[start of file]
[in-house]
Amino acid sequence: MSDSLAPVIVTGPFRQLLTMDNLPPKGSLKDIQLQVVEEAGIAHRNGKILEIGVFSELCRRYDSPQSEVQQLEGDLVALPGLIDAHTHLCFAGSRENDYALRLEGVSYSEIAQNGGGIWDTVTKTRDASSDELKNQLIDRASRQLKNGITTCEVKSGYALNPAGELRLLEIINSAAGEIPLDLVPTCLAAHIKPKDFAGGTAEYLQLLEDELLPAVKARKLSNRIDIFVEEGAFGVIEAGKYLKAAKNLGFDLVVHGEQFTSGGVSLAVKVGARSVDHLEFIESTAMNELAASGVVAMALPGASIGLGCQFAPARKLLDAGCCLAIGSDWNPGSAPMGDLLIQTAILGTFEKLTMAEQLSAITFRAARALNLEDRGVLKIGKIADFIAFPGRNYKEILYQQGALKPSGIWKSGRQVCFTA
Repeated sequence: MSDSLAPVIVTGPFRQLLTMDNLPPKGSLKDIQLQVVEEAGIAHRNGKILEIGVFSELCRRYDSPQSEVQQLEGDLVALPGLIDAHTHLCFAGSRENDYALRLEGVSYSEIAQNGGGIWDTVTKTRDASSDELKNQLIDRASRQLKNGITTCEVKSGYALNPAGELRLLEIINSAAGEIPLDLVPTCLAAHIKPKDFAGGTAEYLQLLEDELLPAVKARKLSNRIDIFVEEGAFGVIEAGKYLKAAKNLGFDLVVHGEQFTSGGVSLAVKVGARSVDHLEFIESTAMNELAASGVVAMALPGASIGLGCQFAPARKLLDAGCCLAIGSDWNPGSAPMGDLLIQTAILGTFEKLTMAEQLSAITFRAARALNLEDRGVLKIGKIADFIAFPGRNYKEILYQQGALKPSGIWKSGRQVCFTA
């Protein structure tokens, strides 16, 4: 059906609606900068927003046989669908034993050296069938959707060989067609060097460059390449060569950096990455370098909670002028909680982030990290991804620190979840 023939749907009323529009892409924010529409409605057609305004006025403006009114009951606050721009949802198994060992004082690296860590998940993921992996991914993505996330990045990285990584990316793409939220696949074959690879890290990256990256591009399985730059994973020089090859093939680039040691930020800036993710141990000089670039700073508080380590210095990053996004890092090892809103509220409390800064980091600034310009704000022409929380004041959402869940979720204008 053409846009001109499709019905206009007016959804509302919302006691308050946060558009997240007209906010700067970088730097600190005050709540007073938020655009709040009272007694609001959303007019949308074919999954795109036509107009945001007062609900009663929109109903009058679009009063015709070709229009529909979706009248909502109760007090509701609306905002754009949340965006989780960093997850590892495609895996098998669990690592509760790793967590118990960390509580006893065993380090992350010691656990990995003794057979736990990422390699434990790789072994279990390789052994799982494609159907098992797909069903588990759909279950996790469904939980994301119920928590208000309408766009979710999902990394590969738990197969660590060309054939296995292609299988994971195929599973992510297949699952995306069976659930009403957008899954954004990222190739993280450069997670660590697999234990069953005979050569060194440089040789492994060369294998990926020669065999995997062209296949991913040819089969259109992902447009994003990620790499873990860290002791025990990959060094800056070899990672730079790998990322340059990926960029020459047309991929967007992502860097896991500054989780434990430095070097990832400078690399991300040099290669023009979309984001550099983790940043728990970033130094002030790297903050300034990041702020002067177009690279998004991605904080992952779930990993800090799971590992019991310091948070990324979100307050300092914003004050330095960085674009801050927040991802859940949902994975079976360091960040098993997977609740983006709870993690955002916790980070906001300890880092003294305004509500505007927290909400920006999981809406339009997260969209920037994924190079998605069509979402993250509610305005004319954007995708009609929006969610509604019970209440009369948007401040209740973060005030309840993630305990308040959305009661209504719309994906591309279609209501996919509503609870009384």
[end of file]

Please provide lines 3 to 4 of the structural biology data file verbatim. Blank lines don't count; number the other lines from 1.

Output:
Repeated sequence: MSDSLAPVIVTGPFRQLLTMDNLPPKGSLKDIQLQVVEEAGIAHRNGKILEIGVFSELCRRYDSPQSEVQQLEGDLVALPGLIDAHTHLCFAGSRENDYALRLEGVSYSEIAQNGGGIWDTVTKTRDASSDELKNQLIDRASRQLKNGITTCEVKSGYALNPAGELRLLEIINSAAGEIPLDLVPTCLAAHIKPKDFAGGTAEYLQLLEDELLPAVKARKLSNRIDIFVEEGAFGVIEAGKYLKAAKNLGFDLVVHGEQFTSGGVSLAVKVGARSVDHLEFIESTAMNELAASGVVAMALPGASIGLGCQFAPARKLLDAGCCLAIGSDWNPGSAPMGDLLIQTAILGTFEKLTMAEQLSAITFRAARALNLEDRGVLKIGKIADFIAFPGRNYKEILYQQGALKPSGIWKSGRQVCFTA
């Protein structure tokens, strides 16, 4: 059906609606900068927003046989669908034993050296069938959707060989067609060097460059390449060569950096990455370098909670002028909680982030990290991804620190979840 023939749907009323529009892409924010529409409605057609305004006025403006009114009951606050721009949802198994060992004082690296860590998940993921992996991914993505996330990045990285990584990316793409939220696949074959690879890290990256990256591009399985730059994973020089090859093939680039040691930020800036993710141990000089670039700073508080380590210095990053996004890092090892809103509220409390800064980091600034310009704000022409929380004041959402869940979720204008 053409846009001109499709019905206009007016959804509302919302006691308050946060558009997240007209906010700067970088730097600190005050709540007073938020655009709040009272007694609001959303007019949308074919999954795109036509107009945001007062609900009663929109109903009058679009009063015709070709229009529909979706009248909502109760007090509701609306905002754009949340965006989780960093997850590892495609895996098998669990690592509760790793967590118990960390509580006893065993380090992350010691656990990995003794057979736990990422390699434990790789072994279990390789052994799982494609159907098992797909069903588990759909279950996790469904939980994301119920928590208000309408766009979710999902990394590969738990197969660590060309054939296995292609299988994971195929599973992510297949699952995306069976659930009403957008899954954004990222190739993280450069997670660590697999234990069953005979050569060194440089040789492994060369294998990926020669065999995997062209296949991913040819089969259109992902447009994003990620790499873990860290002791025990990959060094800056070899990672730079790998990322340059990926960029020459047309991929967007992502860097896991500054989780434990430095070097990832400078690399991300040099290669023009979309984001550099983790940043728990970033130094002030790297903050300034990041702020002067177009690279998004991605904080992952779930990993800090799971590992019991310091948070990324979100307050300092914003004050330095960085674009801050927040991802859940949902994975079976360091960040098993997977609740983006709870993690955002916790980070906001300890880092003294305004509500505007927290909400920006999981809406339009997260969209920037994924190079998605069509979402993250509610305005004319954007995708009609929006969610509604019970209440009369948007401040209740973060005030309840993630305990308040959305009661209504719309994906591309279609209501996919509503609870009384």